Citizen Desktop Astronomy, Courtesy of Microsoft
Microsoft Corporation and some of the United States' best observatories, universities, and planetariums have gotten together to put the cosmos at one's fingertips with a free program called the WorldWide Telescope.
Doug Roberts, director of the Adler Space Visualization Laboratory, says that the new free software will allow "citizen scientists to participate in research. [Let's say that an ornithologist] wants to know how many birds just flew over your house...This is like Facebook for astronomers. At least that's what Microsoft wants it to be. It will depend on how people use this."
Another clear intent of the WorldWide Telescope is to rival--and surpass--Google Sky. Preliminary reviews strongly indicate that it succeeds at the latter.
The user-friendly interactive program is at once a richly interactive and creativity-encouraging beginner's guide to astronomy and the universe, and an easily accessible research tool for amateur astronomers as well as professionals who may want to do some more advanced work from the comfort and convenience of their homes.
Views of the stars through the lens of the Hubble Space Telescope as well as the ability to see the cosmos in different wavelengths of light are now available to the Everyman.
Light pollution from cities or towns and the lack of the funds or patience for viewing the night sky through a telescope are walls that are now being beaten down by the WorldWide Telescope.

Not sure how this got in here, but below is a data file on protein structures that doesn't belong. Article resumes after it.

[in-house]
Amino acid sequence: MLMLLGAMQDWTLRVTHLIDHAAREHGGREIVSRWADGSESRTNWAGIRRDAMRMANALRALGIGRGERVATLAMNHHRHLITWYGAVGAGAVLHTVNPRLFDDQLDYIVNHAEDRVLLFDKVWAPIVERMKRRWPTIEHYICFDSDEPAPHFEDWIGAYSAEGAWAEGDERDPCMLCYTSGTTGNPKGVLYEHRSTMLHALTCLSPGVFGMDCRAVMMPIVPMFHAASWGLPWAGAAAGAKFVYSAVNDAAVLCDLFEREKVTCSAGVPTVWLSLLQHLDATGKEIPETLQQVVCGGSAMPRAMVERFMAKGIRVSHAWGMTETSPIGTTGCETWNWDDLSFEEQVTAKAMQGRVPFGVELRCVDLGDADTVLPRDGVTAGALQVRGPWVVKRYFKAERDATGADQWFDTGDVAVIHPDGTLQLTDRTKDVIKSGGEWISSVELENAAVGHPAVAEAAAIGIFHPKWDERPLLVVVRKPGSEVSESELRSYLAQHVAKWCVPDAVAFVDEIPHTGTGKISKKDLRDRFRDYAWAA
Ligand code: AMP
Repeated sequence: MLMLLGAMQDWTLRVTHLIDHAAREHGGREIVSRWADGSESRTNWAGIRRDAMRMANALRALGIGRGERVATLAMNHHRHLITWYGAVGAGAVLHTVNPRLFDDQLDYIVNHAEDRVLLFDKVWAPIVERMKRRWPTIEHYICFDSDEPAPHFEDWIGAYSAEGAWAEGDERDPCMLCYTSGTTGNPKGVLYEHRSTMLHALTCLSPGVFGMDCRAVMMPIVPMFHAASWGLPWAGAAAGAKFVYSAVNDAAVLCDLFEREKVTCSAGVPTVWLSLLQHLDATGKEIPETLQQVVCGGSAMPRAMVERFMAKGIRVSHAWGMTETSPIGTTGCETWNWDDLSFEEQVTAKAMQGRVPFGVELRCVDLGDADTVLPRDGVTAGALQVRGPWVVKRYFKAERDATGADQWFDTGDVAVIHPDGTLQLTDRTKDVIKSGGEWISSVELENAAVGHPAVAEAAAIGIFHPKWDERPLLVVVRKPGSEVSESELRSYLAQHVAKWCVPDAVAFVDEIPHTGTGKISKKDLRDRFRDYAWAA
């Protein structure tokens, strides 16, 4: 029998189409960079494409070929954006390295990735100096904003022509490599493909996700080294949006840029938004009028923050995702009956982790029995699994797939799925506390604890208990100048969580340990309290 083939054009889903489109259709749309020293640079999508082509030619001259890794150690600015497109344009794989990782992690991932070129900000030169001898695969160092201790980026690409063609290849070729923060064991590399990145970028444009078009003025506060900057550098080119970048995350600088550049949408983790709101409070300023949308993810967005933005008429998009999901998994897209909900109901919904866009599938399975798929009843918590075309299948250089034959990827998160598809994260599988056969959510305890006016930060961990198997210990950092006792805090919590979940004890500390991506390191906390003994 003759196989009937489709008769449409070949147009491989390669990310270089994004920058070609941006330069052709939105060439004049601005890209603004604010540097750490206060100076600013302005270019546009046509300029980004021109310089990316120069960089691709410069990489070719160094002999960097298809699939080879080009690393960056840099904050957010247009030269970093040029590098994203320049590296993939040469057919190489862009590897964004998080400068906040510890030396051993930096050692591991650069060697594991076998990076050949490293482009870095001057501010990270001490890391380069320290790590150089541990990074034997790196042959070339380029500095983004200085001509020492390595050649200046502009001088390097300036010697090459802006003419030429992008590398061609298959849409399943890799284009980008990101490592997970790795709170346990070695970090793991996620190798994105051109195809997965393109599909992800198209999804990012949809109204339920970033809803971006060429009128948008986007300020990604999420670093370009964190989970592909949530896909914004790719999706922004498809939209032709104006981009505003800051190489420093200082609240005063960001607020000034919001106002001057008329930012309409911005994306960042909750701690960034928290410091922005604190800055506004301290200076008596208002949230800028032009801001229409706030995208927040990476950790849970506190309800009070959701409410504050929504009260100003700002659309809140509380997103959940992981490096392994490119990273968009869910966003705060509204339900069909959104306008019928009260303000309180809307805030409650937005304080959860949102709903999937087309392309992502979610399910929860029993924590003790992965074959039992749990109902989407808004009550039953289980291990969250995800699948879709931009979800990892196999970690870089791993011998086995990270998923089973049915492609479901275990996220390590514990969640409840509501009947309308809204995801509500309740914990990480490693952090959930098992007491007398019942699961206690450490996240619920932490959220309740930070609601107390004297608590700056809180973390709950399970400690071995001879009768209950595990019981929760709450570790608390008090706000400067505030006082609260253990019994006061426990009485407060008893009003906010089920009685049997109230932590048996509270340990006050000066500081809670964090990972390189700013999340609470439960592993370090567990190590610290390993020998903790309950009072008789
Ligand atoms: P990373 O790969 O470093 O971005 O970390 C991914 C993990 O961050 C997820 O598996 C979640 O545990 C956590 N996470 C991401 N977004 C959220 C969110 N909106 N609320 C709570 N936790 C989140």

Six-year-old Toronto, Canada resident Benjamin says, "It's so cool. I have a telescope and I've seen the moon, but it was blurry, not like this. And there's too much light pollution here to see it properly...You can see the green, yellow, red and blue because different gasses give up different color. This picture of the Ring Nebula is beautiful. It looks like a fresh bowl of Jell-O with some red and orange stuff like fire."
The desktop WorldWide Telescope has been on Microsoft's plate of accomplishment wishes since 2001. Jim Gray of the Microsoft Bay Area Research Center wrote in Science magazine those seven years ago, "Our goal is to make the Internet act as the world's best telescope--a World-Wide Telescope."
Tags: Microsoft , World , Wide , Telescope , Google , Sky , Astronomy , Desktop , Stars , Planets
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